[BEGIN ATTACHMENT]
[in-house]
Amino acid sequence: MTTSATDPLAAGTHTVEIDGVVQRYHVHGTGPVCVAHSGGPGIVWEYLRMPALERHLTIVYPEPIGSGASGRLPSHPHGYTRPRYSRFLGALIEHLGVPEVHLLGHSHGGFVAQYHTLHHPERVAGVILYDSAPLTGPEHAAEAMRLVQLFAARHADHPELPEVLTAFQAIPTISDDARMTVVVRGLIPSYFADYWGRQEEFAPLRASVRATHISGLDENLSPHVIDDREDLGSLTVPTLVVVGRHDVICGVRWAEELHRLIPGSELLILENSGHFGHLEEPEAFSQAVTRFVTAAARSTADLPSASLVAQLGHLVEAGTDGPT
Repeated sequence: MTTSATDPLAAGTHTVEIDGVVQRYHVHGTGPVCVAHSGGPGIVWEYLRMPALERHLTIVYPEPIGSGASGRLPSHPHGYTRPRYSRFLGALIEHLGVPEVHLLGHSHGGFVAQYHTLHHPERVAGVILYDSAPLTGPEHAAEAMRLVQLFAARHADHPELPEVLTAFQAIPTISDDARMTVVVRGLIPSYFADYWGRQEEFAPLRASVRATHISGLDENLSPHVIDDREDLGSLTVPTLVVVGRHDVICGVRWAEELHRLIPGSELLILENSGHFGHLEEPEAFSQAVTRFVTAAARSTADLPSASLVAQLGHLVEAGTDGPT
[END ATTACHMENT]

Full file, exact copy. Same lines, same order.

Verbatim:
[in-house]
Amino acid sequence: MTTSATDPLAAGTHTVEIDGVVQRYHVHGTGPVCVAHSGGPGIVWEYLRMPALERHLTIVYPEPIGSGASGRLPSHPHGYTRPRYSRFLGALIEHLGVPEVHLLGHSHGGFVAQYHTLHHPERVAGVILYDSAPLTGPEHAAEAMRLVQLFAARHADHPELPEVLTAFQAIPTISDDARMTVVVRGLIPSYFADYWGRQEEFAPLRASVRATHISGLDENLSPHVIDDREDLGSLTVPTLVVVGRHDVICGVRWAEELHRLIPGSELLILENSGHFGHLEEPEAFSQAVTRFVTAAARSTADLPSASLVAQLGHLVEAGTDGPT
Repeated sequence: MTTSATDPLAAGTHTVEIDGVVQRYHVHGTGPVCVAHSGGPGIVWEYLRMPALERHLTIVYPEPIGSGASGRLPSHPHGYTRPRYSRFLGALIEHLGVPEVHLLGHSHGGFVAQYHTLHHPERVAGVILYDSAPLTGPEHAAEAMRLVQLFAARHADHPELPEVLTAFQAIPTISDDARMTVVVRGLIPSYFADYWGRQEEFAPLRASVRATHISGLDENLSPHVIDDREDLGSLTVPTLVVVGRHDVICGVRWAEELHRLIPGSELLILENSGHFGHLEEPEAFSQAVTRFVTAAARSTADLPSASLVAQLGHLVEAGTDGPT